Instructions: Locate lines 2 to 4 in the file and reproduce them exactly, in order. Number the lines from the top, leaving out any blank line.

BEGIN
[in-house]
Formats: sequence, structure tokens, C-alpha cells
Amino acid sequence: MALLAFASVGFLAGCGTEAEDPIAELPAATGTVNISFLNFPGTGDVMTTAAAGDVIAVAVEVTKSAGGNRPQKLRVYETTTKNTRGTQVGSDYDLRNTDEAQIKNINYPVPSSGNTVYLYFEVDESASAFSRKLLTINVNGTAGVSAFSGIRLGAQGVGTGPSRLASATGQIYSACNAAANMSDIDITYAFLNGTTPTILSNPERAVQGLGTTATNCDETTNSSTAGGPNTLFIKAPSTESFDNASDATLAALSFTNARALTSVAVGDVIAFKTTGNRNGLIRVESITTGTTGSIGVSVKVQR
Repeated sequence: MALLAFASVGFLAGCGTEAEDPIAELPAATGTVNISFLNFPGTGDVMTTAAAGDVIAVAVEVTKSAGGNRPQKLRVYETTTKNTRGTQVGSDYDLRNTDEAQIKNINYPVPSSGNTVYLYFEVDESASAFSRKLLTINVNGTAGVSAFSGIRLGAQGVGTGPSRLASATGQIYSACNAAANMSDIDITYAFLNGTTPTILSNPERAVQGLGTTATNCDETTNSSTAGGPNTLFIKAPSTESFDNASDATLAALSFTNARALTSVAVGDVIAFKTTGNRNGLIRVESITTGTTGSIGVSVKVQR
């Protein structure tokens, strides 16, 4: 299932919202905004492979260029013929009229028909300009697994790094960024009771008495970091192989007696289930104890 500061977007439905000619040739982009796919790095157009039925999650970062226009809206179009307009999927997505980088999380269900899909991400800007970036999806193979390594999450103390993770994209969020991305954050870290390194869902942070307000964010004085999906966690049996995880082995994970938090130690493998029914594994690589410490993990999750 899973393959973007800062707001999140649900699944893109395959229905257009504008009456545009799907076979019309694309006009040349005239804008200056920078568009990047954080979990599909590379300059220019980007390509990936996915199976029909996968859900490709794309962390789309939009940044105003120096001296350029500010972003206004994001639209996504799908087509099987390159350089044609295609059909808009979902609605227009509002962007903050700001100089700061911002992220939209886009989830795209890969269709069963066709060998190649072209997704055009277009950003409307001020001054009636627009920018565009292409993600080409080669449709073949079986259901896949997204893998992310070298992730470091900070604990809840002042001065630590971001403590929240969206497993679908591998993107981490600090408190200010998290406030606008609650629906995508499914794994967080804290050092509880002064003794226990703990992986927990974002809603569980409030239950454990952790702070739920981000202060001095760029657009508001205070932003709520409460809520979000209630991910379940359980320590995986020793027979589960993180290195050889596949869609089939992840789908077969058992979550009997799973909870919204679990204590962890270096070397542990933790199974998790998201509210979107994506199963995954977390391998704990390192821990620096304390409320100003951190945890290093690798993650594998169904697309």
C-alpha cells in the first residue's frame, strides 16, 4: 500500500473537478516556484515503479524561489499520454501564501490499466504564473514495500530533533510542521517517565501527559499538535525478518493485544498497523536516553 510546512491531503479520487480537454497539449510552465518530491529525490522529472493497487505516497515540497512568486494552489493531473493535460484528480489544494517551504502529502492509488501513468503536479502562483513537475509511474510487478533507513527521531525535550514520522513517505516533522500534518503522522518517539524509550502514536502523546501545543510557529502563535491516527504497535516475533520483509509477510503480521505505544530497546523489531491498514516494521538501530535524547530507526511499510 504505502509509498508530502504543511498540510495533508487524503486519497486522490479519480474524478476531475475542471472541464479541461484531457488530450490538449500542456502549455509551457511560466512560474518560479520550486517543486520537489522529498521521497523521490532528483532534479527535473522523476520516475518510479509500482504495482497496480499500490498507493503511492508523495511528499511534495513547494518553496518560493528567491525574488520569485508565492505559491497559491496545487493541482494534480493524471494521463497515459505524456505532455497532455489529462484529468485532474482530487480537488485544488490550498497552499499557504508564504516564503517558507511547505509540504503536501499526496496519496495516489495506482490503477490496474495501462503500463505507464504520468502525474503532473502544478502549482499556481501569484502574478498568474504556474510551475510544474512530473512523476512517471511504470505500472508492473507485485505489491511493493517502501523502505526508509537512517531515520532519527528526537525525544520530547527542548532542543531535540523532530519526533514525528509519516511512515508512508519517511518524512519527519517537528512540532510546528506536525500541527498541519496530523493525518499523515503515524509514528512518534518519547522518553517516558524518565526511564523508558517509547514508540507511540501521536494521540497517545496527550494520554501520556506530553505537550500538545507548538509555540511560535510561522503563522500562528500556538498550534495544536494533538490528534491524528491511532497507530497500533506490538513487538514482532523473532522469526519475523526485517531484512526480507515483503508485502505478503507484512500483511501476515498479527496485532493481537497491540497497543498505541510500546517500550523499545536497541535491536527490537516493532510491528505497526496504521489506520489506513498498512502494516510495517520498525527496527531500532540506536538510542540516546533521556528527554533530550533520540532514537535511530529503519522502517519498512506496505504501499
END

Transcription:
Formats: sequence, structure tokens, C-alpha cells
Amino acid sequence: MALLAFASVGFLAGCGTEAEDPIAELPAATGTVNISFLNFPGTGDVMTTAAAGDVIAVAVEVTKSAGGNRPQKLRVYETTTKNTRGTQVGSDYDLRNTDEAQIKNINYPVPSSGNTVYLYFEVDESASAFSRKLLTINVNGTAGVSAFSGIRLGAQGVGTGPSRLASATGQIYSACNAAANMSDIDITYAFLNGTTPTILSNPERAVQGLGTTATNCDETTNSSTAGGPNTLFIKAPSTESFDNASDATLAALSFTNARALTSVAVGDVIAFKTTGNRNGLIRVESITTGTTGSIGVSVKVQR
Repeated sequence: MALLAFASVGFLAGCGTEAEDPIAELPAATGTVNISFLNFPGTGDVMTTAAAGDVIAVAVEVTKSAGGNRPQKLRVYETTTKNTRGTQVGSDYDLRNTDEAQIKNINYPVPSSGNTVYLYFEVDESASAFSRKLLTINVNGTAGVSAFSGIRLGAQGVGTGPSRLASATGQIYSACNAAANMSDIDITYAFLNGTTPTILSNPERAVQGLGTTATNCDETTNSSTAGGPNTLFIKAPSTESFDNASDATLAALSFTNARALTSVAVGDVIAFKTTGNRNGLIRVESITTGTTGSIGVSVKVQR